I had every intention of following instructions. The mound in my abdomen had grown into a huge burden. It was heavy to carry around and awkward to maneuver. At one point “the baby” kicked so hard that I had time to count all the toes and determine that I was seeing a right foot. It was not a magical moment as much as it was a painful moment and it was also an awkward moment because I had been standing in back of someone seated on a couch and when “the baby” kicked he hit her in the back of the head with sufficient force to rock it forward. She thought I had hit her “upside her head.” Embarrassed, I pointed to the still extended foot to which she responded, “still” with foreboding in her voice. I left the room to find some place where this thing could act up and not put me in danger of physical harm.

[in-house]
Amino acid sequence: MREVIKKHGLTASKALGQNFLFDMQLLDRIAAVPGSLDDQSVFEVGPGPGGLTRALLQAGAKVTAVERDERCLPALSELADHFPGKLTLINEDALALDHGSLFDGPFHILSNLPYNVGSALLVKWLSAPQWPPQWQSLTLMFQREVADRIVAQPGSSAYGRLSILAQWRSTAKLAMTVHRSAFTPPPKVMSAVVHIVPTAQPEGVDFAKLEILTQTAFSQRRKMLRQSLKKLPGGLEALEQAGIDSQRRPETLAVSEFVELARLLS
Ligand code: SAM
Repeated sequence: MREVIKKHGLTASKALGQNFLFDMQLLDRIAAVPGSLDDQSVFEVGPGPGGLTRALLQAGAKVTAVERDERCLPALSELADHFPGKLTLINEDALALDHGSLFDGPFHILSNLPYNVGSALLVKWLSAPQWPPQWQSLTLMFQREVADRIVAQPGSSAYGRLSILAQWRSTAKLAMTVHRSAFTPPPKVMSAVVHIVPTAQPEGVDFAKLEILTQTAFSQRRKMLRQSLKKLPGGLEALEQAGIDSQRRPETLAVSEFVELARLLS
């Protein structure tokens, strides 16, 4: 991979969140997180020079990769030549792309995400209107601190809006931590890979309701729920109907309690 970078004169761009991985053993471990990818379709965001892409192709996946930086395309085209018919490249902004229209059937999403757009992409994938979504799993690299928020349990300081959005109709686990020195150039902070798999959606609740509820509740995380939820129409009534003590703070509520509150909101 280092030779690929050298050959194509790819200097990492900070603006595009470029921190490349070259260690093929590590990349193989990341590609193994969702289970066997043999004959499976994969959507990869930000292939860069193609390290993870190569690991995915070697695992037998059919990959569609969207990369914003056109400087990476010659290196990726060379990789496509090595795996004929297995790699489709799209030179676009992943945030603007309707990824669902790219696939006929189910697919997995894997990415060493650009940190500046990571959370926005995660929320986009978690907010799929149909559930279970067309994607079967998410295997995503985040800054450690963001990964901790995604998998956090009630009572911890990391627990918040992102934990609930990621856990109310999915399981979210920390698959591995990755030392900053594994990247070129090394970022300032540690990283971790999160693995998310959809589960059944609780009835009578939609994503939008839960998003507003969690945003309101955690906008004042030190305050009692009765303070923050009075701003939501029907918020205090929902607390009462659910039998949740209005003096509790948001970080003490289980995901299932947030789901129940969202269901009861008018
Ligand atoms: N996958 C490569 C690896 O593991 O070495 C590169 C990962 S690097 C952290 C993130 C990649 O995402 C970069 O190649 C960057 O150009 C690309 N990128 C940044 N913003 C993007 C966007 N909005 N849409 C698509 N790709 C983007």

I was fifteen years old. Just weeks away from being sixteen, an age that sounded infinitely more mature. I begged the doctor to put age sixteen on the birth certificate but he said he had to produce an accurate document and that it was my own fault that I was not older when I had gotten myself into this position, which would have been funny, if it hadn’t been trying to shame me. I was still in the delivery stirrups-wide open to his assault on my character and his judgment of me. Shame became a theme in my life but I would not recognize it as such until much later.

I had a firm belief that I would not live past age 21. I’m not sure where this idea came from but it was firmly held. In my teenaged narcissism I figured that giving birth was a good experience to have before I died. It was an abstract thought with no attachment to reality and no thought given to the human being who would be orphaned if I kept “it” but who would provide someone a lifetime of joy if I followed the instructions I had been given.